EC registers ECI for a ban on biometric mass surveillance practices

The use of such systems have resulted in violations of EU data protection law and unduly restricted people‘s rights, organisers say

On Thursday, the European Commission decided to register a European Citizens' Initiative (ECI) entitled ‘Civil society initiative for a ban on biometric mass surveillance practices'. The organisers of the ECI urge the Commission to propose a legal act to permanently end indiscriminate and arbitrarily-targeted uses of biometric data in ways which can lead to mass surveillance or any undue interference with fundamental rights.

“Evidence shows that uses of biometric mass surveillance in Member States and by EU agencies have resulted in violations of EU data protection law, and unduly restricted people‘s rights including their privacy, right to free speech, right to protest and not to be discriminated against. The widespread use of biometric surveillance, profiling and prediction is a threat to the rule of law and our most basic freedoms,” the organisers of the initiative wrote.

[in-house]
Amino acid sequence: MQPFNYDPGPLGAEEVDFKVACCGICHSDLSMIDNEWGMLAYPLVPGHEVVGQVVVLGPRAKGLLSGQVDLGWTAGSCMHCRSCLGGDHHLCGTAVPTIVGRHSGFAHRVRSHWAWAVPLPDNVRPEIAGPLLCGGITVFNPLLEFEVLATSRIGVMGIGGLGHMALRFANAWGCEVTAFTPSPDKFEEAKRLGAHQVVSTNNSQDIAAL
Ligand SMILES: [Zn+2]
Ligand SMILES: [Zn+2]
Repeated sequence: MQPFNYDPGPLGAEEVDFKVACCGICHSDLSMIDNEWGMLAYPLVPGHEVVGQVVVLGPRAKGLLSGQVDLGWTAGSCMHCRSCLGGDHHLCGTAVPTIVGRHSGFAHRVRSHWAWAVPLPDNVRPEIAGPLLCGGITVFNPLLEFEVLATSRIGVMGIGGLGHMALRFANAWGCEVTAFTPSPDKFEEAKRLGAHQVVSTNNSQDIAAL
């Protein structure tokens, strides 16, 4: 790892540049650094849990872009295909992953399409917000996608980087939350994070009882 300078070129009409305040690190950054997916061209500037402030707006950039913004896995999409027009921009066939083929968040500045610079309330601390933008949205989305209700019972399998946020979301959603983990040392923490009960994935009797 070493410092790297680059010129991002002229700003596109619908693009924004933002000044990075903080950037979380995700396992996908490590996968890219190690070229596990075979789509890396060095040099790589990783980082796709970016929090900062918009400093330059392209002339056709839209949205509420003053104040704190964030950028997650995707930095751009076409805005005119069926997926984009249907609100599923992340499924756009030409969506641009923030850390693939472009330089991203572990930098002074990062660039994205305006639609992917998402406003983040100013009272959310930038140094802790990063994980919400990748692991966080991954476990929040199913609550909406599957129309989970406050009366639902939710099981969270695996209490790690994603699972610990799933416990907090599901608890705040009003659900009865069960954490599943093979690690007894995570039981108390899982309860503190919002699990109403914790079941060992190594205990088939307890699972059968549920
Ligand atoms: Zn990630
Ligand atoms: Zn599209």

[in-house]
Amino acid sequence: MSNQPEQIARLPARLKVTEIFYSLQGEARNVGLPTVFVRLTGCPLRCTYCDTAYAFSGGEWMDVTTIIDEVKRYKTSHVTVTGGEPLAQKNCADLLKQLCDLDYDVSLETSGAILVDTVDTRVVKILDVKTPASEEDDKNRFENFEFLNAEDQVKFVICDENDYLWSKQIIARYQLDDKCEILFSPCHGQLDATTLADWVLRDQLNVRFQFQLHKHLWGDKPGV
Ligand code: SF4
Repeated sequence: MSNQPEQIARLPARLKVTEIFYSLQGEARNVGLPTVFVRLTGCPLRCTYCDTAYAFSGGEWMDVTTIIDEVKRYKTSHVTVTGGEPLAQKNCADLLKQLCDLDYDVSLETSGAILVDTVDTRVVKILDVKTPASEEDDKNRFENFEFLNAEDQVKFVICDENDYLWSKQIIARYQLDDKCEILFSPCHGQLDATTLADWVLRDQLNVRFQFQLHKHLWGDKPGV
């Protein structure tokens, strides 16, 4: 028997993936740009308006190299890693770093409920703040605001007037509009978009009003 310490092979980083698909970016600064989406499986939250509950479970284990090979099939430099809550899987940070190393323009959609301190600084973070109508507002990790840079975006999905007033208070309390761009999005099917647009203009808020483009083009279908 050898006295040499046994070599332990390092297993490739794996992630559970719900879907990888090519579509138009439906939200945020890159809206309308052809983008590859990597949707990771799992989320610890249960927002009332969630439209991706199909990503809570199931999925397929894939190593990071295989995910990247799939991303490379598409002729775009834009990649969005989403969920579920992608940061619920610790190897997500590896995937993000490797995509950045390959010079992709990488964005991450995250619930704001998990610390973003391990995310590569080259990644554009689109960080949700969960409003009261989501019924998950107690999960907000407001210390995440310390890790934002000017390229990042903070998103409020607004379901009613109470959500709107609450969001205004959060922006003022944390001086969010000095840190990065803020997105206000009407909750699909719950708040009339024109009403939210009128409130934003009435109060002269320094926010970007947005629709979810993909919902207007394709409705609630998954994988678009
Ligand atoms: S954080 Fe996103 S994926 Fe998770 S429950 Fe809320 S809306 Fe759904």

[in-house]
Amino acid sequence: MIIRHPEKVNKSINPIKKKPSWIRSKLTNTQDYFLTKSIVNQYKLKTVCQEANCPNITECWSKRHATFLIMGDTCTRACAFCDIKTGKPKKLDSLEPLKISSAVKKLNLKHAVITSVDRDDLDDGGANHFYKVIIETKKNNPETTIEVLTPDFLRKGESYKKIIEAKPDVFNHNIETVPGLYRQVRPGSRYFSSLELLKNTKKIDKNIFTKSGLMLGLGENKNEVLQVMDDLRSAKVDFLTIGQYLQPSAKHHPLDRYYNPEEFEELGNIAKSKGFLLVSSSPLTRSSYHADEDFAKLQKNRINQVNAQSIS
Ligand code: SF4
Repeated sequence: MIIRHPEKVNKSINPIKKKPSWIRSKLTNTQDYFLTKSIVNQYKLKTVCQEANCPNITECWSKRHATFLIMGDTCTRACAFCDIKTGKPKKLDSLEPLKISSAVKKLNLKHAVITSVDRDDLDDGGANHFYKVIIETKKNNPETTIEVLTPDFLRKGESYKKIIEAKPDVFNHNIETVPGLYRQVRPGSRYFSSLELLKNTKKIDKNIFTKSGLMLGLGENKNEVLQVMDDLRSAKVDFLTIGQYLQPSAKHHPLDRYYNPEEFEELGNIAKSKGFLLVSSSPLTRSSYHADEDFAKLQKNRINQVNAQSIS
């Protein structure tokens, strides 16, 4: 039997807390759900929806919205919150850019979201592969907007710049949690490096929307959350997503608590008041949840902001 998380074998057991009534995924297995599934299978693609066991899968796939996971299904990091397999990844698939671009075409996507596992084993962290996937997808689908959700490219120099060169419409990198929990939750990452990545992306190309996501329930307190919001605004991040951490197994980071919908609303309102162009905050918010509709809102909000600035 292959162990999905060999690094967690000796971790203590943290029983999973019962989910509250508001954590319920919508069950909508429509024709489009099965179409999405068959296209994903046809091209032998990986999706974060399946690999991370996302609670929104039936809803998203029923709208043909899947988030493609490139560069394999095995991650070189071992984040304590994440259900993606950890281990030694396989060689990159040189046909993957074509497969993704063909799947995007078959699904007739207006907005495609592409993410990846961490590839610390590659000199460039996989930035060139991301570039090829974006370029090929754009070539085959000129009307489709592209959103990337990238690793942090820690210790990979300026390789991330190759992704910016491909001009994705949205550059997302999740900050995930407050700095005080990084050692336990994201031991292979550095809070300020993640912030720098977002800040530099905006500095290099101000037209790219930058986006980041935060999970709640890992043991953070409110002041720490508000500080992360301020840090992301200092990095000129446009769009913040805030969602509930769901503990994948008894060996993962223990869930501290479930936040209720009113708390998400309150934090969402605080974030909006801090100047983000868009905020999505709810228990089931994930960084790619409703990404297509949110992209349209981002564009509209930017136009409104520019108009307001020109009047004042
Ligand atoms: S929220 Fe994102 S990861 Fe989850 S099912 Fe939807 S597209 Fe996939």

The EU executive considers that the ECI is legally admissible, as it meets the necessary conditions, and therefore decided to register it. The Commission has not analysed the substance of the ECI at this stage.

Following this registration of the ECI, the organisers can start, within the next 6 months, the process of collection of signatures of support.

Should the ECI receive one million statements of support within one year from at least 7 different Member States, the Commission will have to react within 6 months. The Commission could decide either to follow the request, or not, and in both instances would be required to explain its reasoning.

Since the beginning of the ECI, the Commission has registered in total 76 Citizens' Initiatives and refused 26 as they did not satisfy the conditions. 

 

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